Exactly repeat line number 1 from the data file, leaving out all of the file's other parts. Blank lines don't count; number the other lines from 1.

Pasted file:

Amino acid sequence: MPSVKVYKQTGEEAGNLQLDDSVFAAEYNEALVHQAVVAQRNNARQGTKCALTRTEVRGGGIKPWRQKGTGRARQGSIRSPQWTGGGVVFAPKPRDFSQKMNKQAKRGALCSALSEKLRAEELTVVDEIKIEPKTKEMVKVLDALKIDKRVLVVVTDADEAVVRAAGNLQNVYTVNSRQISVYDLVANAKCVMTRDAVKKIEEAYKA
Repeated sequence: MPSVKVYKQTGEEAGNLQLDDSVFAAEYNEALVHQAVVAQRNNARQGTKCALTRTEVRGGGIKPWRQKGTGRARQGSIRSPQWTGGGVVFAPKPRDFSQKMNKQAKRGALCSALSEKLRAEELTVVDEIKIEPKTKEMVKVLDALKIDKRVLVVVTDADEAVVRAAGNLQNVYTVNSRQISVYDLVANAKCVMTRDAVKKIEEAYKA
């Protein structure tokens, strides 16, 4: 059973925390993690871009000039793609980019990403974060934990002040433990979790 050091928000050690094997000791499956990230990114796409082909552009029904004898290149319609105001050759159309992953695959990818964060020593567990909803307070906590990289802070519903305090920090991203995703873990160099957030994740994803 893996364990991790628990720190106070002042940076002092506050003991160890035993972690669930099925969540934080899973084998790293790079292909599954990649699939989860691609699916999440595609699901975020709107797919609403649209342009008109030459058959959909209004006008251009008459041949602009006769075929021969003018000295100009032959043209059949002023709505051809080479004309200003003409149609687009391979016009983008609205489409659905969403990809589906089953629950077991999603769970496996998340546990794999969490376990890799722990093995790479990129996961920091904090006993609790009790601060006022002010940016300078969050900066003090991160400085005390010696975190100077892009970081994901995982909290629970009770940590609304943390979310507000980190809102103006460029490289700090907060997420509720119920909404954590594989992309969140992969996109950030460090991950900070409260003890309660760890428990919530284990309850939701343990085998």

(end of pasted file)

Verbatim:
Amino acid sequence: MPSVKVYKQTGEEAGNLQLDDSVFAAEYNEALVHQAVVAQRNNARQGTKCALTRTEVRGGGIKPWRQKGTGRARQGSIRSPQWTGGGVVFAPKPRDFSQKMNKQAKRGALCSALSEKLRAEELTVVDEIKIEPKTKEMVKVLDALKIDKRVLVVVTDADEAVVRAAGNLQNVYTVNSRQISVYDLVANAKCVMTRDAVKKIEEAYKA